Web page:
Caveman-web Back in 2007, we here at the shop marveled at the value of the Dew Deluxe for $600. At the time, Trek’s “Portland” model was picking all the low-hanging fruit around town, and we thought, “Kona needs a drop-handlebar, disc-equipped, commuter-style road bike—but at half the cost!” So, the prototype Dew Drop was born, and it worked and rode quite well. We sourced more bars, STI levers, and road-compatible disc brakes—along with a few other necessary parts–at the best prices we could find for our first production run. The retail price was $950, and they sure sold.

2009 Dew Drop is going for a bargain ($600) at a US dealer near you

2009 Dew Drop is going for a bargain ($600) at a US dealer near you

Less than two years later, Kona birthed the official “Dew Drop” and killed our price by $150 bucks! Better, it was a sweet, dark cherry red, and later in the season it’d be joined by its beautiful SE-Black sibling. Kona’s crack general sales manager Kevin “The Grinder” Noble loves ’em so much that he’s letting us sell the Dew Drop for $600—that’s 25%-off the $800 MSRP. And you get to choose your color.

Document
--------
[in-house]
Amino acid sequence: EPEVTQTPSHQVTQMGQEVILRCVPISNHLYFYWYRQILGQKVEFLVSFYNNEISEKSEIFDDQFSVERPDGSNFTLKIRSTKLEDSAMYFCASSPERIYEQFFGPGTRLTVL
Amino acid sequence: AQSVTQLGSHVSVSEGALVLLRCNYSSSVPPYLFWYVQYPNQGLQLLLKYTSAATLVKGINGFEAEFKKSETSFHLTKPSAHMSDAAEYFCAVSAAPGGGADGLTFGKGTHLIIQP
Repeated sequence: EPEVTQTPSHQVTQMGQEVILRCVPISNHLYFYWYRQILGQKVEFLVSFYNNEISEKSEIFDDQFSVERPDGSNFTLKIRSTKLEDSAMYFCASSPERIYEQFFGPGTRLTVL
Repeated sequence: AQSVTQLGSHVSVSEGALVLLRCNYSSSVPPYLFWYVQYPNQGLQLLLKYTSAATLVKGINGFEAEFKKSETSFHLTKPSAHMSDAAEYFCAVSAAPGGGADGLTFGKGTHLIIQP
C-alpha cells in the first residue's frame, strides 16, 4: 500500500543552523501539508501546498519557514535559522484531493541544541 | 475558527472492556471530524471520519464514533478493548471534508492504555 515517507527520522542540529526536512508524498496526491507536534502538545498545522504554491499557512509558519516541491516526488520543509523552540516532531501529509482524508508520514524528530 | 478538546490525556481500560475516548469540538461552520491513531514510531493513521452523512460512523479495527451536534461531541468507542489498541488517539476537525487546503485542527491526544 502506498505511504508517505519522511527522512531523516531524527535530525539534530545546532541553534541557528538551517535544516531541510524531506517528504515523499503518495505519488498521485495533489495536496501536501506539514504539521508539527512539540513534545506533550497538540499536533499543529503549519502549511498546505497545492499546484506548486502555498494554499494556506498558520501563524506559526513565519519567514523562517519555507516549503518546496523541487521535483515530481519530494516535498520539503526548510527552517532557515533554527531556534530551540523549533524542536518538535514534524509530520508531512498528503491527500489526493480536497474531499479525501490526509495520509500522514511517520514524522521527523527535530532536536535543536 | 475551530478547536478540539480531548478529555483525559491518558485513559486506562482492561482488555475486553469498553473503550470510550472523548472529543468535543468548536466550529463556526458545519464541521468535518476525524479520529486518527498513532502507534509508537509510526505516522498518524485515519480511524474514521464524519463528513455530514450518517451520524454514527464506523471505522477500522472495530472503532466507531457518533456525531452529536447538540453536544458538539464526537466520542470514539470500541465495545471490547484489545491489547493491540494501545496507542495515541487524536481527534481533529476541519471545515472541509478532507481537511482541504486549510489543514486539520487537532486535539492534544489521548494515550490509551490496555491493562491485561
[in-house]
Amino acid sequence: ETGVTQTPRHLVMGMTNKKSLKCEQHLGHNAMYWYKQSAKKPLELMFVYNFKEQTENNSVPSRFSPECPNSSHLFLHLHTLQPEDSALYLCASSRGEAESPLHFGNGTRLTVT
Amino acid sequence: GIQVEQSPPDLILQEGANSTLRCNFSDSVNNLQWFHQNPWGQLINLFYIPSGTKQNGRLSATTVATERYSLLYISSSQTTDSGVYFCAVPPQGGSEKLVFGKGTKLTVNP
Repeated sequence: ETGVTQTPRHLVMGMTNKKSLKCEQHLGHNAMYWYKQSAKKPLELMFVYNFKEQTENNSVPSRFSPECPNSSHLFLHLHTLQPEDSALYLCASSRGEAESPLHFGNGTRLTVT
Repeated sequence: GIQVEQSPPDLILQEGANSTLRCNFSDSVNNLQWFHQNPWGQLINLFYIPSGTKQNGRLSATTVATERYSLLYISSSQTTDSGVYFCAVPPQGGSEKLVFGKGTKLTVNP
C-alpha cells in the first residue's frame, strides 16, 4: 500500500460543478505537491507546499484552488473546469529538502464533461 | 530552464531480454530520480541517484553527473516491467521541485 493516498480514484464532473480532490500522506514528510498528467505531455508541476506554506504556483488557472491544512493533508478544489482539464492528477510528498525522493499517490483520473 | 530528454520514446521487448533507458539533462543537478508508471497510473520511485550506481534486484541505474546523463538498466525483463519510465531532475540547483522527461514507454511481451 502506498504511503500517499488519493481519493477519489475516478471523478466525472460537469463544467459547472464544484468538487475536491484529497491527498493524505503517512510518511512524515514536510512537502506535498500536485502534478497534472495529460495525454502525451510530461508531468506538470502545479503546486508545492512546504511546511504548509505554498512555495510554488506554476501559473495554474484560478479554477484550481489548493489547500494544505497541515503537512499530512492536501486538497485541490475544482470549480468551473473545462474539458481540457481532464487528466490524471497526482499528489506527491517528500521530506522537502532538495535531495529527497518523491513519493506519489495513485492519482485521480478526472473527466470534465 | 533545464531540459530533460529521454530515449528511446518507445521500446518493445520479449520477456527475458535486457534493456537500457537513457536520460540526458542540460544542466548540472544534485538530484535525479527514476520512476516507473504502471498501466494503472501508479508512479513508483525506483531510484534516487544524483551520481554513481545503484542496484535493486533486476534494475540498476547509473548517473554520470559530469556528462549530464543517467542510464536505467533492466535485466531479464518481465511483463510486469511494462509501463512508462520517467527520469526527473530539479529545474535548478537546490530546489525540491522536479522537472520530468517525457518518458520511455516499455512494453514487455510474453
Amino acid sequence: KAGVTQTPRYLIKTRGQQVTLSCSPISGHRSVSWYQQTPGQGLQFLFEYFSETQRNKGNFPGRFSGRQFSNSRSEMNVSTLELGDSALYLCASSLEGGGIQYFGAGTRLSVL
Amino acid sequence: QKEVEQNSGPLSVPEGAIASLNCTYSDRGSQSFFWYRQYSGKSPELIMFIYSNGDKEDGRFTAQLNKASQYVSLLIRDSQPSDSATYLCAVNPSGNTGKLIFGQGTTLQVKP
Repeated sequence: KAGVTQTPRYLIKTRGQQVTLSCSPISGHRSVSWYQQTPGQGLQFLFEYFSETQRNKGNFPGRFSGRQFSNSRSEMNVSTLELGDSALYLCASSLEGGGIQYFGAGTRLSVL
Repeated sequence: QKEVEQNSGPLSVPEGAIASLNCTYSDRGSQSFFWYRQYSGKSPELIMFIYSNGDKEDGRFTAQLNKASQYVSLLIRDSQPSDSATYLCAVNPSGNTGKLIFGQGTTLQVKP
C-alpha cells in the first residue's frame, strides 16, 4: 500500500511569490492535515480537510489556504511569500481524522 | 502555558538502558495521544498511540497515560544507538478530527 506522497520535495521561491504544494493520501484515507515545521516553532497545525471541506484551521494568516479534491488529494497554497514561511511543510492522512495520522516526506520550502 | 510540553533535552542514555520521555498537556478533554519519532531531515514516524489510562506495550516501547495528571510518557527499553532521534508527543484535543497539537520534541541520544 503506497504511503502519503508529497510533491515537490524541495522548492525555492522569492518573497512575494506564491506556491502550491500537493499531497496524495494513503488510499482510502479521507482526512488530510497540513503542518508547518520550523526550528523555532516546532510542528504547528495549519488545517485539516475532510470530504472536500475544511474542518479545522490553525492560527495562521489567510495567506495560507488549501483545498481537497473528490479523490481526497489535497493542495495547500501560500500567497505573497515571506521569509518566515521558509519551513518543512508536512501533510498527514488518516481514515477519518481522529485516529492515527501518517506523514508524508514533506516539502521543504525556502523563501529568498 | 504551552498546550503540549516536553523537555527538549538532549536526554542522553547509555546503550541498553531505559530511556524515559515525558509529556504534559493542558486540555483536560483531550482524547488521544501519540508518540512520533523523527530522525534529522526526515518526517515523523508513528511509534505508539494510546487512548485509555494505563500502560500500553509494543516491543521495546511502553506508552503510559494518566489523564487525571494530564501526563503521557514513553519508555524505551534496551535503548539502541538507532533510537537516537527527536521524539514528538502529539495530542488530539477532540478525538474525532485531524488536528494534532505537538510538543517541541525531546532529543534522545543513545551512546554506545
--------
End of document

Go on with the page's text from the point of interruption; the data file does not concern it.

But it’s not about the color, of course. Full fenders and front and rear racks fit easily to the bike. We like the Topeak “Explorer Disc” rear rack ($50)—a perfect fit given the Avid BB7 brakes. The inexpensive SKS “Commuter 45” fenders ($30) fit without any modification. The Dew Drop can do it all—it’s an all-weather, everyday work-horse. It even takes knobbies, so take it off-road—the double-wall rims are bomber.

The eight-speed Shimano drivetrain means more metal lasts longer. The stock range from the low-end 30x34t to the high-end 52x11t gear doesn’t leave anybody behind anywhere. The thumb-button integrated shifters are, yes, Shimano’s cheapest but, more important, they’re the most reliable. Add Tektro ‘cross levers to Kona’s swept-back bar for about $50 installed, and you’re done. I mean, what’s left—other than to ride?